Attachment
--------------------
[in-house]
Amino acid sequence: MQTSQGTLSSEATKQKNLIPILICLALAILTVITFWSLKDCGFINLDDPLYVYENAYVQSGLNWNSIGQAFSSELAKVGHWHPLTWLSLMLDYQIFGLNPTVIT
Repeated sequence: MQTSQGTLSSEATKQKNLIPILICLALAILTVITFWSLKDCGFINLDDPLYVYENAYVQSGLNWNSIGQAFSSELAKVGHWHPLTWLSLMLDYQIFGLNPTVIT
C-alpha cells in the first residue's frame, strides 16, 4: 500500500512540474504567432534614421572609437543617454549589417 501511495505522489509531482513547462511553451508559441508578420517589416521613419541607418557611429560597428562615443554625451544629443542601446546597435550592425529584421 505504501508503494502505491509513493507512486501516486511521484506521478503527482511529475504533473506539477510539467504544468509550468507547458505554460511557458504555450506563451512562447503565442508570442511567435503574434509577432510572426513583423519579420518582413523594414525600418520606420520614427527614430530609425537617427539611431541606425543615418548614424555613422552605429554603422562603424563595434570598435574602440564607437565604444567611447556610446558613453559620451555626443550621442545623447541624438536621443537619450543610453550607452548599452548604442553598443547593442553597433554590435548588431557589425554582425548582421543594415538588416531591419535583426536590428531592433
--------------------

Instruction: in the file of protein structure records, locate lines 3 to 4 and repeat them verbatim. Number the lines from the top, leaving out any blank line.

Repeated sequence: MQTSQGTLSSEATKQKNLIPILICLALAILTVITFWSLKDCGFINLDDPLYVYENAYVQSGLNWNSIGQAFSSELAKVGHWHPLTWLSLMLDYQIFGLNPTVIT
C-alpha cells in the first residue's frame, strides 16, 4: 500500500512540474504567432534614421572609437543617454549589417 501511495505522489509531482513547462511553451508559441508578420517589416521613419541607418557611429560597428562615443554625451544629443542601446546597435550592425529584421 505504501508503494502505491509513493507512486501516486511521484506521478503527482511529475504533473506539477510539467504544468509550468507547458505554460511557458504555450506563451512562447503565442508570442511567435503574434509577432510572426513583423519579420518582413523594414525600418520606420520614427527614430530609425537617427539611431541606425543615418548614424555613422552605429554603422562603424563595434570598435574602440564607437565604444567611447556610446558613453559620451555626443550621442545623447541624438536621443537619450543610453550607452548599452548604442553598443547593442553597433554590435548588431557589425554582425548582421543594415538588416531591419535583426536590428531592433